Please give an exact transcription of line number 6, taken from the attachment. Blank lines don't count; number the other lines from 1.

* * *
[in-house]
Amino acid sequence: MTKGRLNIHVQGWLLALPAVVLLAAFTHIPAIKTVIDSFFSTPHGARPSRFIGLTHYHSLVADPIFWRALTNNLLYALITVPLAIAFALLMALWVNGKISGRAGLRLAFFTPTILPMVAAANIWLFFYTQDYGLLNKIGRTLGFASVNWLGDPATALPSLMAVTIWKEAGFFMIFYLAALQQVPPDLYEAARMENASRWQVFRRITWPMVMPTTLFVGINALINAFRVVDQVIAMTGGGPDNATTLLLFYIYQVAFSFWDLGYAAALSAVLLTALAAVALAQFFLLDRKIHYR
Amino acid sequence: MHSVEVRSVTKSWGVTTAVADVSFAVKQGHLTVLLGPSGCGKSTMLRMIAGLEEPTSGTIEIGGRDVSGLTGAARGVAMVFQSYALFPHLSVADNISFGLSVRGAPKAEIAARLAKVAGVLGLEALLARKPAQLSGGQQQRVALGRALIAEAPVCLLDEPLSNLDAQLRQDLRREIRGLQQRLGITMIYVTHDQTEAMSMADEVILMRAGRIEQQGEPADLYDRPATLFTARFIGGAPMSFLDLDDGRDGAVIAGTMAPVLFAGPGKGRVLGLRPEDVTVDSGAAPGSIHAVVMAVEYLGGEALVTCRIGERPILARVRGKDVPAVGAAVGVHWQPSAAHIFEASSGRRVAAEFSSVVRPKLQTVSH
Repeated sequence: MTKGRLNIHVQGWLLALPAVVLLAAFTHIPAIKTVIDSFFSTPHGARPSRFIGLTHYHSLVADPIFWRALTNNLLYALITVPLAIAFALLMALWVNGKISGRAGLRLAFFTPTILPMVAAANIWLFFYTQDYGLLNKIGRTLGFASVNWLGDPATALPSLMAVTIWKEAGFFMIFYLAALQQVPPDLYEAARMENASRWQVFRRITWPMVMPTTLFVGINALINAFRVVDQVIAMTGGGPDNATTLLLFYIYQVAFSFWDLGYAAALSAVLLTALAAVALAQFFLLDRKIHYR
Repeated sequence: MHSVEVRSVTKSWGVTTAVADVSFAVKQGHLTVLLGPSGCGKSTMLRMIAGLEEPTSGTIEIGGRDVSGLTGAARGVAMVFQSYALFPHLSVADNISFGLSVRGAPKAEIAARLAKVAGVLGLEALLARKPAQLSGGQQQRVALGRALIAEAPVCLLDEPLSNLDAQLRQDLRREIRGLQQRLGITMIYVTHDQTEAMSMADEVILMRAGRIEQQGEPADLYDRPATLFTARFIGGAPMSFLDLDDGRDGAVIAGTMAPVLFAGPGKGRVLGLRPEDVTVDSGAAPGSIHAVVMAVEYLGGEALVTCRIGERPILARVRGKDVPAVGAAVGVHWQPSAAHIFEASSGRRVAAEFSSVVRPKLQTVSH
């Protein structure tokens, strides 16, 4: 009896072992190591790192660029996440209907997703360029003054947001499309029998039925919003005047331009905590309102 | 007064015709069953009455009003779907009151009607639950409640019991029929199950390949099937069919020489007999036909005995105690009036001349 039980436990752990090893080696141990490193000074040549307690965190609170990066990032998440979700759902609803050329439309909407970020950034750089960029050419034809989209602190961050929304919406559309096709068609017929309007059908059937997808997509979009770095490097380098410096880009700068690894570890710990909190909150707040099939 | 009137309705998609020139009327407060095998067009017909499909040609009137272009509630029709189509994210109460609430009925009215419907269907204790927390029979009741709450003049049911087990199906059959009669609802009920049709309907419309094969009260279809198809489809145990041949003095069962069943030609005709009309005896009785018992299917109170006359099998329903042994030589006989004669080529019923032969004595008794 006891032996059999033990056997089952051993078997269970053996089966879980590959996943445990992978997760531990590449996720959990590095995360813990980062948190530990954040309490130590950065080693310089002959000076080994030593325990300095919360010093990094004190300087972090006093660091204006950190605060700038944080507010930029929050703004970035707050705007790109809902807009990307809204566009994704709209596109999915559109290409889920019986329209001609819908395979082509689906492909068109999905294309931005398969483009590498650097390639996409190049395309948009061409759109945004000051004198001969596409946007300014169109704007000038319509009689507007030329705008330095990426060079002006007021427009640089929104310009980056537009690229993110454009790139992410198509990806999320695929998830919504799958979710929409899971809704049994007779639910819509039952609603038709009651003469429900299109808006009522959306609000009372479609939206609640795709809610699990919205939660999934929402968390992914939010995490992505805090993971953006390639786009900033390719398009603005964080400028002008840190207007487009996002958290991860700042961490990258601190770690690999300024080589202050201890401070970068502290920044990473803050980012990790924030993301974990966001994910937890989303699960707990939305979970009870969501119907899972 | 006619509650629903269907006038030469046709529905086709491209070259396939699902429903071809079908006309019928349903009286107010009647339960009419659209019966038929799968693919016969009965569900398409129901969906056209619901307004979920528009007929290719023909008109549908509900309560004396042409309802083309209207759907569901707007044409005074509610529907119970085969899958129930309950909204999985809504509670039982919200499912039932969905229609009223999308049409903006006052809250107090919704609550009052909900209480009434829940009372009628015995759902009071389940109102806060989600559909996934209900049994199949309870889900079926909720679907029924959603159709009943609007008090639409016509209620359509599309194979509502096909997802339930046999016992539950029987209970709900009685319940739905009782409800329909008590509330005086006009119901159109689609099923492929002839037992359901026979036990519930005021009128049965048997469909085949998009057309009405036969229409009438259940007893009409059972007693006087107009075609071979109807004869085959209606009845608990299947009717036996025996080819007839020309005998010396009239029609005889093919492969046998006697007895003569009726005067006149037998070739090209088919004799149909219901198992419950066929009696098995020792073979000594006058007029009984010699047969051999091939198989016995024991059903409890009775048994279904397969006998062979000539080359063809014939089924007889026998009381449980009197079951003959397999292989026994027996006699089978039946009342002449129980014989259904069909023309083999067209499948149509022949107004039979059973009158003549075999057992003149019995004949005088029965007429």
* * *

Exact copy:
């Protein structure tokens, strides 16, 4: 009896072992190591790192660029996440209907997703360029003054947001499309029998039925919003005047331009905590309102 | 007064015709069953009455009003779907009151009607639950409640019991029929199950390949099937069919020489007999036909005995105690009036001349 039980436990752990090893080696141990490193000074040549307690965190609170990066990032998440979700759902609803050329439309909407970020950034750089960029050419034809989209602190961050929304919406559309096709068609017929309007059908059937997808997509979009770095490097380098410096880009700068690894570890710990909190909150707040099939 | 009137309705998609020139009327407060095998067009017909499909040609009137272009509630029709189509994210109460609430009925009215419907269907204790927390029979009741709450003049049911087990199906059959009669609802009920049709309907419309094969009260279809198809489809145990041949003095069962069943030609005709009309005896009785018992299917109170006359099998329903042994030589006989004669080529019923032969004595008794 006891032996059999033990056997089952051993078997269970053996089966879980590959996943445990992978997760531990590449996720959990590095995360813990980062948190530990954040309490130590950065080693310089002959000076080994030593325990300095919360010093990094004190300087972090006093660091204006950190605060700038944080507010930029929050703004970035707050705007790109809902807009990307809204566009994704709209596109999915559109290409889920019986329209001609819908395979082509689906492909068109999905294309931005398969483009590498650097390639996409190049395309948009061409759109945004000051004198001969596409946007300014169109704007000038319509009689507007030329705008330095990426060079002006007021427009640089929104310009980056537009690229993110454009790139992410198509990806999320695929998830919504799958979710929409899971809704049994007779639910819509039952609603038709009651003469429900299109808006009522959306609000009372479609939206609640795709809610699990919205939660999934929402968390992914939010995490992505805090993971953006390639786009900033390719398009603005964080400028002008840190207007487009996002958290991860700042961490990258601190770690690999300024080589202050201890401070970068502290920044990473803050980012990790924030993301974990966001994910937890989303699960707990939305979970009870969501119907899972 | 006619509650629903269907006038030469046709529905086709491209070259396939699902429903071809079908006309019928349903009286107010009647339960009419659209019966038929799968693919016969009965569900398409129901969906056209619901307004979920528009007929290719023909008109549908509900309560004396042409309802083309209207759907569901707007044409005074509610529907119970085969899958129930309950909204999985809504509670039982919200499912039932969905229609009223999308049409903006006052809250107090919704609550009052909900209480009434829940009372009628015995759902009071389940109102806060989600559909996934209900049994199949309870889900079926909720679907029924959603159709009943609007008090639409016509209620359509599309194979509502096909997802339930046999016992539950029987209970709900009685319940739905009782409800329909008590509330005086006009119901159109689609099923492929002839037992359901026979036990519930005021009128049965048997469909085949998009057309009405036969229409009438259940007893009409059972007693006087107009075609071979109807004869085959209606009845608990299947009717036996025996080819007839020309005998010396009239029609005889093919492969046998006697007895003569009726005067006149037998070739090209088919004799149909219901198992419950066929009696098995020792073979000594006058007029009984010699047969051999091939198989016995024991059903409890009775048994279904397969006998062979000539080359063809014939089924007889026998009381449980009197079951003959397999292989026994027996006699089978039946009342002449129980014989259904069909023309083999067209499948149509022949107004039979059973009158003549075999057992003149019995004949005088029965007429």